UNL regents applaud handling of Husker football weather delay — but differ on what’s next

UNL regents applaud handling of Husker football weather delay — but differ on what’s next
Lightning strikes as fans line up for concessions during a weather delay at Nebraska's season opener against Akron on Saturday. The game was canceled, pushing the Huskers' 2018 debut to Sept. 8 against Colorado. (World-Herald News Service)

University of Nebraska-Lincoln regents reached early Sunday afternoon by The World-Herald all praised the athletic department’s handling of a weather delay that ultimately led to the cancellation of the Huskers’ season-opening football game against Akron.

Where they differ is regarding what should happen next.

Bob Phares of North Platte, Hal Daub of Omaha and Tim Clare of Lincoln were like other fans Saturday — ready to take in the debut of the Scott Frost era. Daub attended the tailgates of Gov. Pete Ricketts and NU Chancellor Ronnie Green. Clare arrived at Memorial Stadium and couldn’t recall seeing the stands so full half an hour before a kickoff in his 45 years attending games.

Lightning flashed nearby at 7:15 p.m. — officials stopped action after Nebraska received the opening kickoff on a touchback — and a 2-hour, 40-minute delay ensued before the official cancellation was announced.

“We were all disappointed because we were anxious to see the first game of the season,” Phares said, adding that he would have been willing to return Sunday if the game had been pushed back. “But the safety of the players and the fans is the first priority.”

Nebraska Athletic Director Bill Moos echoed that sentiment in a statement issued late Sunday afternoon. He called the Saturday night situation “fluid,” adding that contingency plans discussed by officials included a scenario in which Akron and Nebraska would have played Sunday.

“Unfortunately, Akron faced some logistical challenges and the decision was made to cancel the game,” Moos said.

The statement adds that NU will “explore and discuss” potential additions or adjustments to the fall schedule. Fans are encouraged to hold onto their tickets from the Akron game in case a game is added later. The Huskers’ open date is Oct. 27.

Said Moos: “At this point, everyone’s focus and attention has moved onto preparation for opening our season against Colorado on Saturday afternoon.”

Daub said he’s heard from multiple fans since they left under tumultuous skies late Saturday. His main takeaway is people hope there is a rescheduling of the contest — or at least an effort not to lose one of 12 regular-season games.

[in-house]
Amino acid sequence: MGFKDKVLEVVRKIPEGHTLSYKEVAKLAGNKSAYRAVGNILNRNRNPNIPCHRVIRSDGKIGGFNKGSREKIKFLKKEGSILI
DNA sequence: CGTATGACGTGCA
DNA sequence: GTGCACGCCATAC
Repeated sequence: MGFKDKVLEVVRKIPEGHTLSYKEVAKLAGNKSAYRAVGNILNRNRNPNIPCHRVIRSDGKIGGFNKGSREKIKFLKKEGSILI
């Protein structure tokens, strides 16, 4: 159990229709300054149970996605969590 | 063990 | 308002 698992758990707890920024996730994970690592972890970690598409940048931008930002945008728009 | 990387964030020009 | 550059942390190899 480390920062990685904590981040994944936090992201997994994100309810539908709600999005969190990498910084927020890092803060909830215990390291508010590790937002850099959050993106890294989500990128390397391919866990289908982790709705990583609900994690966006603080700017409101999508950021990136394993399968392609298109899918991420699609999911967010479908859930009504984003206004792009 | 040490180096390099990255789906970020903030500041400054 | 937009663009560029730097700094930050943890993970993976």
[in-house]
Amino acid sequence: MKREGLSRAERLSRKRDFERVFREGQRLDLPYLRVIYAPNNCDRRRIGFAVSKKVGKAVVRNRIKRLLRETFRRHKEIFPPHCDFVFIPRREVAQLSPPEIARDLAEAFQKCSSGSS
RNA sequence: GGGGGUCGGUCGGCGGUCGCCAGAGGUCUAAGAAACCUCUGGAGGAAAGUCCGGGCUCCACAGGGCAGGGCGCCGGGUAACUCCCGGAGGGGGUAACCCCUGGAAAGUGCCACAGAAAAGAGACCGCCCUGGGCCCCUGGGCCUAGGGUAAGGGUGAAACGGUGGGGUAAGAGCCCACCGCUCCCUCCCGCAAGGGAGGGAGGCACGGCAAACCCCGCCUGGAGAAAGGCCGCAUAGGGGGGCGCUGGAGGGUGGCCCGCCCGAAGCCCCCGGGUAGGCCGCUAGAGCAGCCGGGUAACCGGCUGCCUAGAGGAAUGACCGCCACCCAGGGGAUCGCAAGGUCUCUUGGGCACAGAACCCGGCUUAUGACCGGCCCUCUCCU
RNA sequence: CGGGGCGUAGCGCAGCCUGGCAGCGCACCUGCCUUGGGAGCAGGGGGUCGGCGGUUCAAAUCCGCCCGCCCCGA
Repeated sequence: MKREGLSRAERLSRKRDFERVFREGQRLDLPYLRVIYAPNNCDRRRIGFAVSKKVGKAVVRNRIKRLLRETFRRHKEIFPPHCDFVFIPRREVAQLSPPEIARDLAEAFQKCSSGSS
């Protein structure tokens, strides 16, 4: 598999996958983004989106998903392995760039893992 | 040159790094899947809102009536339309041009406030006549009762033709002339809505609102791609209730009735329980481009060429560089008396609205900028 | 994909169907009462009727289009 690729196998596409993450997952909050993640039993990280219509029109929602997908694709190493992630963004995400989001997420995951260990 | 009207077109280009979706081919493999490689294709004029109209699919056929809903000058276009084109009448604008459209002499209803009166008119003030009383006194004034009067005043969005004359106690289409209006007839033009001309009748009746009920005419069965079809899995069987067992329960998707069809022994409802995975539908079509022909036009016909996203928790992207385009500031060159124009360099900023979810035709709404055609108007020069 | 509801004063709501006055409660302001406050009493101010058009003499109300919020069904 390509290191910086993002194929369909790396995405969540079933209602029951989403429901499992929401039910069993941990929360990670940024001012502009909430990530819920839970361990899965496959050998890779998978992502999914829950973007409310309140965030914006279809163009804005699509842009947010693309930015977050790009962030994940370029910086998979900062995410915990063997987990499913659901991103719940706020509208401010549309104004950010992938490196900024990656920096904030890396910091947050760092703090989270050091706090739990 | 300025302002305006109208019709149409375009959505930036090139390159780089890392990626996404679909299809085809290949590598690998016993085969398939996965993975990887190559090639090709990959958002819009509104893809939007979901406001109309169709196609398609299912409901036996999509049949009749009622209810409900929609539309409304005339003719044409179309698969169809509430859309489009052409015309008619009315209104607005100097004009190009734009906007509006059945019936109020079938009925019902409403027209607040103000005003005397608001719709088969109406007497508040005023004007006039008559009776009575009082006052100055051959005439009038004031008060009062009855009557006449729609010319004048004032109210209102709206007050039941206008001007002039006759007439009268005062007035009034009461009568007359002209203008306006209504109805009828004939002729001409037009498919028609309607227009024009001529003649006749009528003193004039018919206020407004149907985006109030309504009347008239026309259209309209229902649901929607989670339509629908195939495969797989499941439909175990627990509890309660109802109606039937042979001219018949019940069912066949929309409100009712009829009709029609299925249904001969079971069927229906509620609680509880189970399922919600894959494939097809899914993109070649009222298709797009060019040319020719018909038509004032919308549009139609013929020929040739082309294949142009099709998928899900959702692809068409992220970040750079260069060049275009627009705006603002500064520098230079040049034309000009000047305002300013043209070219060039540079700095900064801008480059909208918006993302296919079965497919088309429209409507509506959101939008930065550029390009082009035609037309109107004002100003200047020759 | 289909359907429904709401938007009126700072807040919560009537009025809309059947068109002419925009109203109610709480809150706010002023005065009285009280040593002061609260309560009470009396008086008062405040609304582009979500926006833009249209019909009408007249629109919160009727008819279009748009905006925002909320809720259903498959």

Nebraska and every Division I program must earn six victories to become bowl eligible. The perception — from fans and oddsmakers alike — was that Akron represented one of NU’s best chances at a triumph this fall.

“We need the wins; it’s above my pay grade to know how they go about rescheduling,” Daub said. “I don’t know the mechanics of what staging a game costs to know whether it makes sense from a financial point of view to insert a game midweek. But that would be an option.”

Clare said he would prefer Nebraska have a game under its belt before hosting Colorado next Saturday. He recognizes why fans want the game played, but also said fitting it in Sunday or later in the season could present an injury risk to players.

“Before too long, you start trying to fit a square peg in a round hole,” Clare said. “Let’s focus on the other 11 games and let’s focus on one practice at a time.”

None of the regents knew whether the university would issue its planned payout of $1.17 million to Akron, especially after The World-Herald reported that Akron elected to leave entirely late Saturday.

“I don’t blame either institution for not playing,” Clare said, “just because the logistics are so hard to work out.”

The overall situation was far less certain through most of Sunday than another cancellation that occurred 225 miles east in Ames, Iowa. The Cyclones managed 4 minutes and 5 seconds of game action with South Dakota State on Saturday night and led 7-0 before lightning sent players back to the locker rooms and began a 2-hour, 25-minute delay that ended in the game being called.

ISU A.D. Jamie Pollard spoke with media members shortly thereafter to explain the situation. Weather didn’t look favorable for Sunday, and neither coach wanted to move the event back a day and alter the following week’s schedule. SDSU would receive its full $425,000 payout for traveling. The schools’ bye weeks didn’t match up, so the Cyclones would begin looking for a different FCS opponent to fill their open date Oct. 20.

Pollard also said any players serving a suspension for the game — ISU had three who were set to sit out just one week — would be eligible to play against Iowa next Saturday.

The only unclear point, Pollard said, was regarding ticket sales refunds. Those tickets could potentially go toward the new opponent if the game is made up. Like Nebraska, Iowa State hasn’t canceled a game in more than a generation. The John F. Kennedy assassination last prompted the school to scrap a game in November 1963.

Clare said the big-picture view of Nebraska football won’t change because of a thunderstorm cell. Hang in there, he encouraged fans, and get ready for a fun season. And hang onto those Akron tickets too. Just in case.

“Everybody was just pumped, and rightfully so,” Daub said. “We still are. I don’t think this is going to dent enthusiasm for terrific fan base support for the team going forward. As a matter of fact, you might see the spring get wound a little tighter. The Colorado game is going to be a hoot.”

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